Jobs directly and indirectly created by AI lead to better economy: IBM

By Espie Angelica A. de Leon

Though artificial intelligence (AI) creates new jobs and takes away others at the same time, tech titan IBM said that overall, AI is poised to help grow the economy as it gives rise — directly or indirectly — to more and more jobs in the market.

IBM Australia’s Stephen Braim (left) and IBM vice president for global workforce policy David Barnes

IBM vice president for global workforce policy David Barnes and IBM Australia’s Stephen Braim spoke about “AI and the Future of Work” to local media at the Makati Diamond Residences on July 26 and discussed why the technology works well for business and economies as a whole.

According to Barnes, changes in technology happen in every decade. Unfortunately, history suggests that the number of jobs destroyed by these changes was higher than the number of jobs they generated. However, Barnes reasoned out that if job destruction is the sole effect of technology on employment, then the number of jobs would be constantly shrinking.

“The overall number of jobs is growing as the economy grows,” he said on the contrary, “so the economic impact of technology on indirect jobs is much more important than on direct job creation.”

IBM believes the same phenomenon will happen again with AI, Barnes added.

Braim revealed that IBM currently has a huge number of job vacancies but in the late ‘80s, the company faced challenges. “We did not see technology the way it was coming and we had to transform and we had to move people on, people off,” he related.

Yet, enterprises using information technology and AI have been increasing and the industry, applications, and demand keep on growing, pushing IBM to keep on bringing people in.

In the Philippines in particular, Braim sees an opportunity to create jobs of much higher value.
The problem is, these new jobs require a skillset which not a lot of people possess, causing a shortage of talent for such positions. This skillset includes a STEM background and soft skills.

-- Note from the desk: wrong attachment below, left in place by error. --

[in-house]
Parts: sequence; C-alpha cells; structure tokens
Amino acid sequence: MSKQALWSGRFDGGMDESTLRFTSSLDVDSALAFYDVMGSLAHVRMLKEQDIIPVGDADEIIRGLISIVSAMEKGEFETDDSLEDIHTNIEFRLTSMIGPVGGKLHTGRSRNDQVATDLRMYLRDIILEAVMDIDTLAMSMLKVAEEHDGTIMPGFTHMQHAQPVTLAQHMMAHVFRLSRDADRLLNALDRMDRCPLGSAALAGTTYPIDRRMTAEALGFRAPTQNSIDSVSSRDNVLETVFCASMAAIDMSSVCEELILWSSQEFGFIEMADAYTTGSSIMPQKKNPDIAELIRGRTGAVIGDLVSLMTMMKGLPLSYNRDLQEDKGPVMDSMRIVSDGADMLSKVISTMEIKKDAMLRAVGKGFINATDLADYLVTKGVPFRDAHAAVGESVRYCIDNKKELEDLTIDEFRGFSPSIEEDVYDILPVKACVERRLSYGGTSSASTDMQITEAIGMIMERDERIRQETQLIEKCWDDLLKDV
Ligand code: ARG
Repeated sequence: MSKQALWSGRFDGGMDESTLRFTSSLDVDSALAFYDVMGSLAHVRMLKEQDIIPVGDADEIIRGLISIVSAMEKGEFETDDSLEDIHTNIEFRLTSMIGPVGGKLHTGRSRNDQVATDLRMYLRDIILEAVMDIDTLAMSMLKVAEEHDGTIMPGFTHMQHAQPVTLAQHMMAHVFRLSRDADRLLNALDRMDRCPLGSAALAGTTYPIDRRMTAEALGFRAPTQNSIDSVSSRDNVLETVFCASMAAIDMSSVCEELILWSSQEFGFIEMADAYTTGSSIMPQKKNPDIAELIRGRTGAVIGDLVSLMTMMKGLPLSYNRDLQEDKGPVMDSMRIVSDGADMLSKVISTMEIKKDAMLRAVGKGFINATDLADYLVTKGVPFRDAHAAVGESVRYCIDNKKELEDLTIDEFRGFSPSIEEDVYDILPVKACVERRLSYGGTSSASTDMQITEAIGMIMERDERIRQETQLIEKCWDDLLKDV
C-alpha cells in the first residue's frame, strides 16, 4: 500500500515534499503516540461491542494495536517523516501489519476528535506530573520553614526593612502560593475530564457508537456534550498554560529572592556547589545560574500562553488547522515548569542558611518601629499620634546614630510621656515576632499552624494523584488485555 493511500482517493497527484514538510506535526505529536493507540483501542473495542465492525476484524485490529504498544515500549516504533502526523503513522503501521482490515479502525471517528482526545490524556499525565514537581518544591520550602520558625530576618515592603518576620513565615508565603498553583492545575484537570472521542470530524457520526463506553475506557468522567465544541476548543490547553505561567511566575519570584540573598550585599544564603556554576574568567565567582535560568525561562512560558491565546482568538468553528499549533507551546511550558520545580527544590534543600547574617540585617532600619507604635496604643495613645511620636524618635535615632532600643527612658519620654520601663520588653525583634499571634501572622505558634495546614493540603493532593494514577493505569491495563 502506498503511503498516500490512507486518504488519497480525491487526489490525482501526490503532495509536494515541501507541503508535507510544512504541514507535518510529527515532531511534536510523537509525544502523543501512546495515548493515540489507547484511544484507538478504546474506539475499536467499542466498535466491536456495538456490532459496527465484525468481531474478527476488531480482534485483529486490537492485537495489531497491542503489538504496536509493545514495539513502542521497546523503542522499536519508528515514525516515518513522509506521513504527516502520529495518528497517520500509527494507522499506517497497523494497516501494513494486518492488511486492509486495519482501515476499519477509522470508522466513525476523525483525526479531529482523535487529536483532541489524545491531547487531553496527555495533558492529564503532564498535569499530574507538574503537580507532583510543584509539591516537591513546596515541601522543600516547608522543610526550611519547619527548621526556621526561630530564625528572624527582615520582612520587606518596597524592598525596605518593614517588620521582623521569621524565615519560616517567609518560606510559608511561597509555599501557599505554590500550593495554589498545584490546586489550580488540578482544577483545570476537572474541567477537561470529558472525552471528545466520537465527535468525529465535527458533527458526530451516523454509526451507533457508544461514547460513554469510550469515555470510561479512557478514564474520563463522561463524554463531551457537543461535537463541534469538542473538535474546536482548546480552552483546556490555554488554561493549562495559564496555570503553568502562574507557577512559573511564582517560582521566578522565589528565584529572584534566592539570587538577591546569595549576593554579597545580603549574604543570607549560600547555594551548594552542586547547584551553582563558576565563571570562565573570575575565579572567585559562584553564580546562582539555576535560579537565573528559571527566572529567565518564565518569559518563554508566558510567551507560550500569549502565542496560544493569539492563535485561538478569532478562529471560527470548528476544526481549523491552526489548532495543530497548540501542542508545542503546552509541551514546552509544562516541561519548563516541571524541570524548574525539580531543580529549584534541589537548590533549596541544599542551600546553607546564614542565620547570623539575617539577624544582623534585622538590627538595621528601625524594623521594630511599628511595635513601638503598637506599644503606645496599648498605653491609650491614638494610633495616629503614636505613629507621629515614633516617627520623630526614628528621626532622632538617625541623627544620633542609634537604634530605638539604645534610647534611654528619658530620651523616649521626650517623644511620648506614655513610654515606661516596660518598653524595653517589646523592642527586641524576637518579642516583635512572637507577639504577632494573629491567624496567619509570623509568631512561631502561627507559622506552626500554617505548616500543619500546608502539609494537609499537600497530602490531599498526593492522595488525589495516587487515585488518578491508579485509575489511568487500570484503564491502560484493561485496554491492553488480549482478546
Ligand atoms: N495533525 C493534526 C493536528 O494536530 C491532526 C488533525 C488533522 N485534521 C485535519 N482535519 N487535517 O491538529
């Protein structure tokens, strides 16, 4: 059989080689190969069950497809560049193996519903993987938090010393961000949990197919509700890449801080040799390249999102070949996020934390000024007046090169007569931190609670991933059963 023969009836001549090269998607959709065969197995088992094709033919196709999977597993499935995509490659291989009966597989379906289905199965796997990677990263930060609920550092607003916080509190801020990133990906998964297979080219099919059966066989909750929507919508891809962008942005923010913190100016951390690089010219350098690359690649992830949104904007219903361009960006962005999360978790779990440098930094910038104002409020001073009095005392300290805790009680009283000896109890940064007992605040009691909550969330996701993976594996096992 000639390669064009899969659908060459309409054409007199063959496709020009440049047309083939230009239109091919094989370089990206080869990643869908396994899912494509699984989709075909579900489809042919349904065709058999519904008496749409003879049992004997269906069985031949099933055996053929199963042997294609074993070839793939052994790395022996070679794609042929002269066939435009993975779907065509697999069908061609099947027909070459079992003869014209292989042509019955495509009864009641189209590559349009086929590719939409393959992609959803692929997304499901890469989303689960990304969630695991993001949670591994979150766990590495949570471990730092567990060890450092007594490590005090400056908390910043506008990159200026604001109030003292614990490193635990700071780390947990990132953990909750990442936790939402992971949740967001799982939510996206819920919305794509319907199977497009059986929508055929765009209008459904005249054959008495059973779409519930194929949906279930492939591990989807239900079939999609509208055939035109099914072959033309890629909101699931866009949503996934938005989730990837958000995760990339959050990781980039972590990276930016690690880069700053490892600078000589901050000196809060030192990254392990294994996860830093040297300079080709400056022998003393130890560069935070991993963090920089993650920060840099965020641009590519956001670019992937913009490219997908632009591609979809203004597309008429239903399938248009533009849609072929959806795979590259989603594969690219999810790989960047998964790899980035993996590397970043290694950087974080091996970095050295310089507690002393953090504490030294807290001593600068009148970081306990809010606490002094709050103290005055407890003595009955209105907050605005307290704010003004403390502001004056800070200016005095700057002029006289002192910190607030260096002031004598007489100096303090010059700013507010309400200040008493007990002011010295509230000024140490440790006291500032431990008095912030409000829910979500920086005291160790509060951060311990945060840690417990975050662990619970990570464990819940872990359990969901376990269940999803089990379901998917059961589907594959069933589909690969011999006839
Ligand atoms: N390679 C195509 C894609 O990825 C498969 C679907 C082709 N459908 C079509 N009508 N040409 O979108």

Unfortunately, education can’t keep up with STEM requirements and soft skills are in short supply as well, said Barnes.

Meanwhile, among these new jobs are what IBM dubs as “new collar” jobs requiring high-tech skills like software engineers, security analysts, digital designers, and application developers.

“The important thing is that 100 percent of jobs will be touched in some way by AI over time and therefore everyone’s skills are gonna be updated, improved, changed in some way. If we can better align our employee skills with the new opportunities, that’s gonna sustain their long-term job prospects much better. They will also mitigate any anxieties they have about their future and their abilities to succeed,” said Barnes.

He mentioned however that layoffs cannot be entirely avoided. What can be done is minimize these layoffs with better planning and more investments.

At IBM, every employee is required to have 40 hours of training every year. In 2017, per employee average was 60 hours a year equivalent to 27 million hours of learning throughout IBM’s entire global community. Investment wise, this translates to $500 million in investments annually.

“Educators and government — they’re part of the solution to find new ways to help employees to get from A to B without falling into unemployment,” Barnes said.

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